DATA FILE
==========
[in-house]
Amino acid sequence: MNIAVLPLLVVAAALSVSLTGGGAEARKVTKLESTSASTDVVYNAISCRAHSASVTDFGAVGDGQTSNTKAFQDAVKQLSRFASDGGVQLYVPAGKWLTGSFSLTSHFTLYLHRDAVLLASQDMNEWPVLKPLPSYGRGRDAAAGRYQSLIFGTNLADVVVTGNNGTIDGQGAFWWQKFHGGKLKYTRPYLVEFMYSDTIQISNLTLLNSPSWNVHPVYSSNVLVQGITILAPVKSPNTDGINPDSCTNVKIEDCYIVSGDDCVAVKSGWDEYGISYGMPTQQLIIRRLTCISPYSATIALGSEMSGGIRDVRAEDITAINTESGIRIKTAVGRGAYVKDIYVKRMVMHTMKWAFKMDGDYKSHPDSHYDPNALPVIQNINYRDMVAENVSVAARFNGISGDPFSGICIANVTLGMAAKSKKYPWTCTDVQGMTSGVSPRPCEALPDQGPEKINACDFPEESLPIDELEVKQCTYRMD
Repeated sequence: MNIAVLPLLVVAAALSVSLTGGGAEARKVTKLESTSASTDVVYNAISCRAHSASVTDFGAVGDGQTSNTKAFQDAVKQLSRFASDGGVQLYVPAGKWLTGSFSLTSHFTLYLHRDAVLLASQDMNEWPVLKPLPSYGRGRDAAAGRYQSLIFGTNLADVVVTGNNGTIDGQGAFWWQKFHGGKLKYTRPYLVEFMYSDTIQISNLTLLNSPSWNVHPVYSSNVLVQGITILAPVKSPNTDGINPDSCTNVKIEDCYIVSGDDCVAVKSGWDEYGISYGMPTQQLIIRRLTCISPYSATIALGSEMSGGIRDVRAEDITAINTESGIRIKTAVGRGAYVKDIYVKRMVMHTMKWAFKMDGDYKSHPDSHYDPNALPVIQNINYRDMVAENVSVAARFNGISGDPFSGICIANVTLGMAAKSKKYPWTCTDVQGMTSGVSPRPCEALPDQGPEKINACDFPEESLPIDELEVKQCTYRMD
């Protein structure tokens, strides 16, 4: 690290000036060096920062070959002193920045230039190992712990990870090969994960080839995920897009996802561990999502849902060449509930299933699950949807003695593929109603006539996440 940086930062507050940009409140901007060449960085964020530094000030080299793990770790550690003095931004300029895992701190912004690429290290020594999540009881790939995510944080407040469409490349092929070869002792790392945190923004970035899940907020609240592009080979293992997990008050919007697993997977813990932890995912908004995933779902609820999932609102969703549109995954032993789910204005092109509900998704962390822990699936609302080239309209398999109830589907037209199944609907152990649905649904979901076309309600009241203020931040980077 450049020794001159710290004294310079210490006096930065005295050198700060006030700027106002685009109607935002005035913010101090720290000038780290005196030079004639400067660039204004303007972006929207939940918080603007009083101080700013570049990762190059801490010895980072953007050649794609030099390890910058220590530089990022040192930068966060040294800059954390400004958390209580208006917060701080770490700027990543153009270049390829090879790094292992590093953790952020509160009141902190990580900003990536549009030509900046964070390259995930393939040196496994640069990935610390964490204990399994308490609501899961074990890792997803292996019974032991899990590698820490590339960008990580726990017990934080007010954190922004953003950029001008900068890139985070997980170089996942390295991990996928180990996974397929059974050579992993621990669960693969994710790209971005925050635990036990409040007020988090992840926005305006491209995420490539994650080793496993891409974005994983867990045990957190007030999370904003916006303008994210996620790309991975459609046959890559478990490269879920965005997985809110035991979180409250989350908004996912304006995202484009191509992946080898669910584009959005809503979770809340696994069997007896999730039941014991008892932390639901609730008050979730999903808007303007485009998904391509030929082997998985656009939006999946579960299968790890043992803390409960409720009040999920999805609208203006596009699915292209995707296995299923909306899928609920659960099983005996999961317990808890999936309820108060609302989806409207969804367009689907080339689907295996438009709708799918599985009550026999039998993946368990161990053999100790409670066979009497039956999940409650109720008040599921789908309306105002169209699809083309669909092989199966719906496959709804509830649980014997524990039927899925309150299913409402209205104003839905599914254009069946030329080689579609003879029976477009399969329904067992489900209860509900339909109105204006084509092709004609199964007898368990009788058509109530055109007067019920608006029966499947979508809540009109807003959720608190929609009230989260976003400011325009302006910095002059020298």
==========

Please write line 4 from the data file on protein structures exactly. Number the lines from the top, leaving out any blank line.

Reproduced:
């Protein structure tokens, strides 16, 4: 690290000036060096920062070959002193920045230039190992712990990870090969994960080839995920897009996802561990999502849902060449509930299933699950949807003695593929109603006539996440 940086930062507050940009409140901007060449960085964020530094000030080299793990770790550690003095931004300029895992701190912004690429290290020594999540009881790939995510944080407040469409490349092929070869002792790392945190923004970035899940907020609240592009080979293992997990008050919007697993997977813990932890995912908004995933779902609820999932609102969703549109995954032993789910204005092109509900998704962390822990699936609302080239309209398999109830589907037209199944609907152990649905649904979901076309309600009241203020931040980077 450049020794001159710290004294310079210490006096930065005295050198700060006030700027106002685009109607935002005035913010101090720290000038780290005196030079004639400067660039204004303007972006929207939940918080603007009083101080700013570049990762190059801490010895980072953007050649794609030099390890910058220590530089990022040192930068966060040294800059954390400004958390209580208006917060701080770490700027990543153009270049390829090879790094292992590093953790952020509160009141902190990580900003990536549009030509900046964070390259995930393939040196496994640069990935610390964490204990399994308490609501899961074990890792997803292996019974032991899990590698820490590339960008990580726990017990934080007010954190922004953003950029001008900068890139985070997980170089996942390295991990996928180990996974397929059974050579992993621990669960693969994710790209971005925050635990036990409040007020988090992840926005305006491209995420490539994650080793496993891409974005994983867990045990957190007030999370904003916006303008994210996620790309991975459609046959890559478990490269879920965005997985809110035991979180409250989350908004996912304006995202484009191509992946080898669910584009959005809503979770809340696994069997007896999730039941014991008892932390639901609730008050979730999903808007303007485009998904391509030929082997998985656009939006999946579960299968790890043992803390409960409720009040999920999805609208203006596009699915292209995707296995299923909306899928609920659960099983005996999961317990808890999936309820108060609302989806409207969804367009689907080339689907295996438009709708799918599985009550026999039998993946368990161990053999100790409670066979009497039956999940409650109720008040599921789908309306105002169209699809083309669909092989199966719906496959709804509830649980014997524990039927899925309150299913409402209205104003839905599914254009069946030329080689579609003879029976477009399969329904067992489900209860509900339909109105204006084509092709004609199964007898368990009788058509109530055109007067019920608006029966499947979508809540009109807003959720608190929609009230989260976003400011325009302006910095002059020298």